If you happen to be on the streets during the late evening or the early hours, you may have noticed street lighting either dimming significantly or turning off altogether.
Typically councils will turn off streetlights between 12pm and 6am, but some are now resorting to switching off even sooner, with some areas being plunged into darkness as early as 8pm.
Some people fear that the reduction in lighting in our streets is making them more dangerous, with speculation that crime and road accidents will increase without the reassuring guidance that street lights can offer.
So, why do councils turn off street lights?
The main reason why councils are choosing to turn off street lighting is in an effort to save money and reduce the costs that having lighting on permanently incurs. With many councils being hit with financial challenges and the struggle to balance money effectively, it is necessary to save money where they can, so turning off street lighting while most of us are tucked up in bed or relaxing in our living rooms is an obvious place where money can be saved.
What are the different types of street lighting that councils provide?
High pressure sodium streetlights were introduced in 1970 and have since become a staple choice for city lighting up and down the country. They gained widespread attention and acceptance because of their ability to provide good visibility in well-lit areas e.g. motorways and residential streets but since new lighting technologies, such as LEDs have been introduced, a number of deficiency’s surrounding the lighting solution have been revealed.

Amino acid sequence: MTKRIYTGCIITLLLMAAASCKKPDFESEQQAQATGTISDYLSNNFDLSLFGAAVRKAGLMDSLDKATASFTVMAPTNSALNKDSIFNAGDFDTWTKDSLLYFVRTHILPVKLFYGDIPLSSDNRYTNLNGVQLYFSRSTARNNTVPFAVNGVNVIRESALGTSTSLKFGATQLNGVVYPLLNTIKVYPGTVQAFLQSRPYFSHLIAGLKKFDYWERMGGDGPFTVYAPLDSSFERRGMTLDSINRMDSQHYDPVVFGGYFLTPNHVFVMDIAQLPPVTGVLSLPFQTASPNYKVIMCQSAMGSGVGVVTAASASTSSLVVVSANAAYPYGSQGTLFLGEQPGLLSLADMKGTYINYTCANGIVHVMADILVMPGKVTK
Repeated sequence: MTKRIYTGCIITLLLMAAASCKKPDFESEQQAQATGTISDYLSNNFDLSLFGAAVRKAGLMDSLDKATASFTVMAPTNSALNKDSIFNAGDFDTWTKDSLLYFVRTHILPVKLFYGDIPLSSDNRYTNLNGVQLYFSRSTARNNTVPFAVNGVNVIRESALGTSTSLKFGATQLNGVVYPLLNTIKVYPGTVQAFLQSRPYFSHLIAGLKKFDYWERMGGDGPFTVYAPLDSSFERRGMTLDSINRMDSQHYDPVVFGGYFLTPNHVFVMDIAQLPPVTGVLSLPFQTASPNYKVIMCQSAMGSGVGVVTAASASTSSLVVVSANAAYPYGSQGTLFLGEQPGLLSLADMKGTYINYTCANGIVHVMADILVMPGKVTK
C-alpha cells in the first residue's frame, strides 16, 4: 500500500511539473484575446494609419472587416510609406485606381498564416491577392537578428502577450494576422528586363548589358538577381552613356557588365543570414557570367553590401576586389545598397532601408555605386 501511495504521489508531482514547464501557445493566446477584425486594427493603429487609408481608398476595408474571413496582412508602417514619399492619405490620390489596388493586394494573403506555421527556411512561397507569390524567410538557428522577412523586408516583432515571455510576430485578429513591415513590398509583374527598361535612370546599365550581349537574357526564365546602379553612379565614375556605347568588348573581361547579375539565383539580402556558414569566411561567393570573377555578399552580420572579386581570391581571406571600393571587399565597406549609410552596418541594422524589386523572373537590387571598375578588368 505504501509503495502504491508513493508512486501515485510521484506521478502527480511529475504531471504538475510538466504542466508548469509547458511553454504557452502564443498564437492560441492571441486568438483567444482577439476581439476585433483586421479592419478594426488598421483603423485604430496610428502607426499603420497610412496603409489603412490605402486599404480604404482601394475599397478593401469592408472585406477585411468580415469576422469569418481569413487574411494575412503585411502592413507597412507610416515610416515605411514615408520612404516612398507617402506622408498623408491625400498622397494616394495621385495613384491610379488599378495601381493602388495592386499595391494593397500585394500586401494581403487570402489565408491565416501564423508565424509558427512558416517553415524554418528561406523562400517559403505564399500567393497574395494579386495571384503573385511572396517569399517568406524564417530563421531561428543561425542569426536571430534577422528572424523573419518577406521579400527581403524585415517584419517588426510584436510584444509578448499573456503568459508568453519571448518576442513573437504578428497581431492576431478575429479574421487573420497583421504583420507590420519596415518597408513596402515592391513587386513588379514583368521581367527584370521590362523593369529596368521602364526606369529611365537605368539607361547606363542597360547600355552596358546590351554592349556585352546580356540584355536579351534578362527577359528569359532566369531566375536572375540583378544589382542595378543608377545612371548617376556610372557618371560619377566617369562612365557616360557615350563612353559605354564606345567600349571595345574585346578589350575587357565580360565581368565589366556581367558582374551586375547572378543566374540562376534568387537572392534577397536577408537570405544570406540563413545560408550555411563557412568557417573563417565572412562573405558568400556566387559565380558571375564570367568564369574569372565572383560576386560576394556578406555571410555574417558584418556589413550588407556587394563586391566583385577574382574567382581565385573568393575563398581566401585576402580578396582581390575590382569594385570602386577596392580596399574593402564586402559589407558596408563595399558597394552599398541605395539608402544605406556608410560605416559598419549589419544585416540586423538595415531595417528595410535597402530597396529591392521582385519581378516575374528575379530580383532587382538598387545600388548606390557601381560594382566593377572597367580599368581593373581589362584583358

What are the main differences between LED and high pressure sodium lighting?
There are a number of differences between these two light sources and almost all of them reveal LEDs to be the superior choice. Firstly, LEDs are available in a wide range of colour temperatures ranging from warm yellow to white or cool blue. In stark contrast, high pressure sodium bulbs are only available in a warm yellow glow. It has been suggested that white lighting is better for visibility and concentration, making LEDs a much better choice for street lighting. LEDs also turn on and off instantly and produce light with no flicker, whereas HPS can flicker and may cycle on and off as they reach the end of their bulb life.
The most significant difference between these two bulb types though is efficiency. LEDs are highly efficient compared with any other lighting source available on the market today. While high pressure sodium lights are relatively efficient, they lose out to LEDs because their system efficiency is often much lower due to losses associated with omnidirectional light output and the need to redirect it to a desired area.
With concerns growing from councils about remaining efficient and saving money where they can, perhaps it is time for all street lighting to now be updated to more cost-efficient and safe option of LEDs.
Interested in using LED lighting at home? Check out the wide range of options available on our website.
Created by Steve Ellwood on 8th December, 2017
Qualified as an Electrician, founder of BLT Direct